The Notion Ink Adam was launched just about a year ago, and while it didn’t quite live up to the hype, the company is working on getting the one year old unit up and running with the latest version of Android, 4.0 AKA Ice Cream Sandwich (ICS). Notion Ink has been posting regular updates to their blog about progress in porting ICS to the Adam tablet. Their latest update included a video which shows the Adam quite easily navigating through ICS:
If you’ve got an Adam and the stomach for installing pre-alpha software, see here for more details about ICS on the Notion Ink Adam.
So far, Notion Ink says they’ve gotÂ accelerated graphics, GPS, Wi-Fi, accelerometer, SD Card and ADB working, while the camera, sound, 3G, bluetooth, remaining sensors, and a sleep bug remain to be fixed.
This progress is surely a slap in the face of Samsung who have recently announced that the original Galaxy S phones and original Galaxy Tab will notÂ receiveÂ upgrades to Android 4.0 / ICS. The reason for this, according to Samsung, is that the TouchWiz interface, applied by the company to all of their devices (less the Nexus S), takes up too much memory that an ICS upgrade would not be feasible for these devices. Instead of ICS, Samsung is apparently considering offering a ‘value-pack’ wherein the company would update these forgotten devices and shoe-horn in some of the ICS features, without actually upgrading to ICS itself.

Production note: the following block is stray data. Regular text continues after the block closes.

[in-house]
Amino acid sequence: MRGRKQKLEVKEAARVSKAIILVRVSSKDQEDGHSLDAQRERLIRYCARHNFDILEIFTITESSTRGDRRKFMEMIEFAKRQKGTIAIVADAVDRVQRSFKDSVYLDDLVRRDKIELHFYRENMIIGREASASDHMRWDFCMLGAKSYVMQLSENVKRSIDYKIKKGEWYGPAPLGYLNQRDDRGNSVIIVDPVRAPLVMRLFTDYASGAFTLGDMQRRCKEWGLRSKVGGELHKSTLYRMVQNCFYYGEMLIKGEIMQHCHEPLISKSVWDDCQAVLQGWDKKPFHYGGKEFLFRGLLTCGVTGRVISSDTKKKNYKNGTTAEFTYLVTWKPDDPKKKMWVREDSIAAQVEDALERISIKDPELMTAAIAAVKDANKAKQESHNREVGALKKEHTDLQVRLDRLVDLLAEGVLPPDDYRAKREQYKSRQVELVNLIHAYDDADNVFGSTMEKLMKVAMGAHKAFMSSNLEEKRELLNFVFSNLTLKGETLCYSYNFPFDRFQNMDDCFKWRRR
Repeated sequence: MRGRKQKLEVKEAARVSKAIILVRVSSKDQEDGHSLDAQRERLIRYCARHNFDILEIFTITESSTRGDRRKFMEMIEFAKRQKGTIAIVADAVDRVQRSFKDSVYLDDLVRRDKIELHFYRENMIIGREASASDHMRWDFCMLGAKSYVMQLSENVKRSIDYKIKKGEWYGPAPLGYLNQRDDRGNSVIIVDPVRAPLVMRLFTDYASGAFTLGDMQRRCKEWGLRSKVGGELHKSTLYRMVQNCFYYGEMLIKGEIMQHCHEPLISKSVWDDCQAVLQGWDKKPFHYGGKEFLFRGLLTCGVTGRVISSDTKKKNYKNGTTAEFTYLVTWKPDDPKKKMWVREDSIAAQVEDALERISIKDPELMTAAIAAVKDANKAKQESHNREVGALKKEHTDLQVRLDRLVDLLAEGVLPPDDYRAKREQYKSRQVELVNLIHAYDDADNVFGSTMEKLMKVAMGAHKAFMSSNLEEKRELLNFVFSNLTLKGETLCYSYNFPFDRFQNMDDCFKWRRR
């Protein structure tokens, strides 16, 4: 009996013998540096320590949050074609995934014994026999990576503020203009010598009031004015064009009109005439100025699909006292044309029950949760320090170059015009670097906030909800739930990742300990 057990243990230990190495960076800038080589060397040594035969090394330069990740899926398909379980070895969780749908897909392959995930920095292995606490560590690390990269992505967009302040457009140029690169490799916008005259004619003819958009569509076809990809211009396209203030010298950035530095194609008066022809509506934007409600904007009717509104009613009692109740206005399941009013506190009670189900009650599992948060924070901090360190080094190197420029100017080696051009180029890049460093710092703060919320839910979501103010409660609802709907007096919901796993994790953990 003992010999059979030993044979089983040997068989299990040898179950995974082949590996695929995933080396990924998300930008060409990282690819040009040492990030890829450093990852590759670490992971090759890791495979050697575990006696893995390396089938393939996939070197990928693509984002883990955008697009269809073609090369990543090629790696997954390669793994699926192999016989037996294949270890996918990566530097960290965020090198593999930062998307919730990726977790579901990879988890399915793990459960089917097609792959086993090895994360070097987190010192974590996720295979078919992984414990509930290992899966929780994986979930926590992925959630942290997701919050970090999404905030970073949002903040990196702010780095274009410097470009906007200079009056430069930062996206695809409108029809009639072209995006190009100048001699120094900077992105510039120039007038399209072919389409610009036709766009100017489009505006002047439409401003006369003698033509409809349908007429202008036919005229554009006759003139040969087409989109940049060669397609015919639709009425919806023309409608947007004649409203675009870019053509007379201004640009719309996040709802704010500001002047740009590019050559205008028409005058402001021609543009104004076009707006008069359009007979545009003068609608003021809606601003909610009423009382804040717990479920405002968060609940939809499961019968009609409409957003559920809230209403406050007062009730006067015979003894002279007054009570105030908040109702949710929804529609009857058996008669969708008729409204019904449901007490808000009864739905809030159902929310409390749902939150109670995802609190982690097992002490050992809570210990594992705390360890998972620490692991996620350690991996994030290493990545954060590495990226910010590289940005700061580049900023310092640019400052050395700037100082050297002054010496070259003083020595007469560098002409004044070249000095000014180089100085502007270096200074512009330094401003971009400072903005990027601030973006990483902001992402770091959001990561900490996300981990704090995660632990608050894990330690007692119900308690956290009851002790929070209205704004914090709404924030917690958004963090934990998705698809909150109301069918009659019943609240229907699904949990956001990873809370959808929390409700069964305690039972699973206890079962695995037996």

The obvious outrage here is that, if TouchWiz is really the only thing holding them back from updating to ICS, Samsung should offer a vanilla update to ICS if the customer chooses.
Notion Ink is working on that very thing right now. The tablet originally launched with a completely skinned (far more than TouchWiz) version of Android 2.2, but the company will apparently still be offering an ICS upgrade to their customers, even if it means they have to let go of their proprietary interface.
Samsung obviously believes that TouchWiz is important to their customers and that’s why they won’t simply cast it aside and offer a vanilla ICS install. For some customers this may be true. For me, and most of the people reading this site, I’d say that they’d be willing to drop TouchWiz to get the latest performance, feature, andÂ securityÂ updates out of ICS, and I think it’s Samsung’s duty to offer them at least that, especially when a company as tiny as Notion Ink is managing to do so.